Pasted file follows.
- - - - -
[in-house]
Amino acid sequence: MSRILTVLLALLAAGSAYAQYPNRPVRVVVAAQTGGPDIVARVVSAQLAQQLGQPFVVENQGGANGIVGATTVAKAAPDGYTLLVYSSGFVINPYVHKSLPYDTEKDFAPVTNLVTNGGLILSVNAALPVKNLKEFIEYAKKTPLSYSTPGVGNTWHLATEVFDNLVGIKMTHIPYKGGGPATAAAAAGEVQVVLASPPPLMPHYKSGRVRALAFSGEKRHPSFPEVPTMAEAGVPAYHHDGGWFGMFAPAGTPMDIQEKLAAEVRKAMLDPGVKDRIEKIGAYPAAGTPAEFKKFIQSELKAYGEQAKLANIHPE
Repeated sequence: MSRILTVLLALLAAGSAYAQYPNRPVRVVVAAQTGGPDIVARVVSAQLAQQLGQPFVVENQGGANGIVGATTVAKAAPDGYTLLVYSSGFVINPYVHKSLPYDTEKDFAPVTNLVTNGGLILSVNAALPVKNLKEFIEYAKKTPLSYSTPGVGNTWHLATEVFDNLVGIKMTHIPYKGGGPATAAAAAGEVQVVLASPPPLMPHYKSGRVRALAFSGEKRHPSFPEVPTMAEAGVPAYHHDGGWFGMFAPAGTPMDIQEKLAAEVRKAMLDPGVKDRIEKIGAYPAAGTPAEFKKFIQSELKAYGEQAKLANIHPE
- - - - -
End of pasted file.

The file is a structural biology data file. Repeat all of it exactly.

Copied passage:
[in-house]
Amino acid sequence: MSRILTVLLALLAAGSAYAQYPNRPVRVVVAAQTGGPDIVARVVSAQLAQQLGQPFVVENQGGANGIVGATTVAKAAPDGYTLLVYSSGFVINPYVHKSLPYDTEKDFAPVTNLVTNGGLILSVNAALPVKNLKEFIEYAKKTPLSYSTPGVGNTWHLATEVFDNLVGIKMTHIPYKGGGPATAAAAAGEVQVVLASPPPLMPHYKSGRVRALAFSGEKRHPSFPEVPTMAEAGVPAYHHDGGWFGMFAPAGTPMDIQEKLAAEVRKAMLDPGVKDRIEKIGAYPAAGTPAEFKKFIQSELKAYGEQAKLANIHPE
Repeated sequence: MSRILTVLLALLAAGSAYAQYPNRPVRVVVAAQTGGPDIVARVVSAQLAQQLGQPFVVENQGGANGIVGATTVAKAAPDGYTLLVYSSGFVINPYVHKSLPYDTEKDFAPVTNLVTNGGLILSVNAALPVKNLKEFIEYAKKTPLSYSTPGVGNTWHLATEVFDNLVGIKMTHIPYKGGGPATAAAAAGEVQVVLASPPPLMPHYKSGRVRALAFSGEKRHPSFPEVPTMAEAGVPAYHHDGGWFGMFAPAGTPMDIQEKLAAEVRKAMLDPGVKDRIEKIGAYPAAGTPAEFKKFIQSELKAYGEQAKLANIHPE